NEW YORK CITY (WABC) -- The New York City Health Department will make 8,200 monkeypox vaccine appointments available starting Friday.
Appointments will open at 6:00 p.m. on Friday, July 15. Appointments are required for the vaccine.
Soaring demand for the monkeypox vaccine caused the appointment system to crash on Wednesday. New York City is one of many places where supplies have been running out almost as soon as they arrive.
Health officials acknowledged the frustration over the limited supply of the vaccine and vowed to build a "stable appointment infrastructure" as the vaccine supply increases.
In addition to the existing monkeypox vaccine clinics located at the Department's Chelsea, Central Harlem, and Corona Sexual Health Clinic sites, the city said a new clinic will open at NYC Health + Hospitals/Gotham Health, Vanderbilt site (165 Vanderbilt Avenue on Staten Island).
On Sunday, 3 mass vaccinations sites will open for appointments at:
These three mass vaccination sites will be open for appointments only on Sunday, July 17.
Beginning 6pm on Friday, July 15, 8,200 first dose appointments will be made to the eligible public through the city's vaccine portal, vax4nyc.nyc.gov/monkeypox.
Four thousand additional doses will be made available through referrals from community partner organizations serving the highest-risk patients, the city said.
Cases are increasing in NYC. As of July 14, 389 people in New York City have tested positive for orthopoxvirus. All cases are likely monkeypox. There are likely more cases that have not been diagnosed.
More than two weeks after contracting monkeypox, 26-year-old, Kyle Planck from Queens has about 30 blisters and spots all over his body.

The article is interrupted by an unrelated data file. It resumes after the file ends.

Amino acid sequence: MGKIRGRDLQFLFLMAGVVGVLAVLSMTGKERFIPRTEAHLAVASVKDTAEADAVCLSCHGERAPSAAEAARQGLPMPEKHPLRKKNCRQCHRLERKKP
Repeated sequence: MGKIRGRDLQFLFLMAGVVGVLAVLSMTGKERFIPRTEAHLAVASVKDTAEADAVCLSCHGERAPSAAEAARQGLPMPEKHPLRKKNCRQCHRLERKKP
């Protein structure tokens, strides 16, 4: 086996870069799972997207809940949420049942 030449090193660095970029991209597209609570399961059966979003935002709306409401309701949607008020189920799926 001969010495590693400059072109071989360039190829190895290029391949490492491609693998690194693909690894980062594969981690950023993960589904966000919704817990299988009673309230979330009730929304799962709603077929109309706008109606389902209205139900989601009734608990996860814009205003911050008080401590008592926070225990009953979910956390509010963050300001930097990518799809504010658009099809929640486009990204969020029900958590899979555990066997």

Most patients experience only fever, body aches, chills, and fatigue. People with more serious illnesses may develop a rash and lesions on the face and hands that can spread to other parts of the body.
"Going from having a really high fever and all of that directly into having really intense pain was pretty terrible," Planck said.
Planck is a Ph.D. student specializing in infectious diseases.
"I have not actually found anyone who had monkeypox before me and who could have given it to me. So it's definitely an open question," Planck said.
Anyone can get monkeypox, but it's primarily spreading locally from close contact in the LGBTQ+ community.
With a limited amount of vaccines, so many people lined up outside a clinic in Chelsea that they had to turn people away.
While in quarantine, Planck used his quarantine to write a letter to lawmakers.
Planck is asking for more access to not just vaccines, but the anti-viral treatment he received after getting diagnosed.
"After being on the medication for only about two days, I already started to see really dramatic improvement of my symptoms," Planck said.
Planck hopes to share his personal experience, and make a difference.
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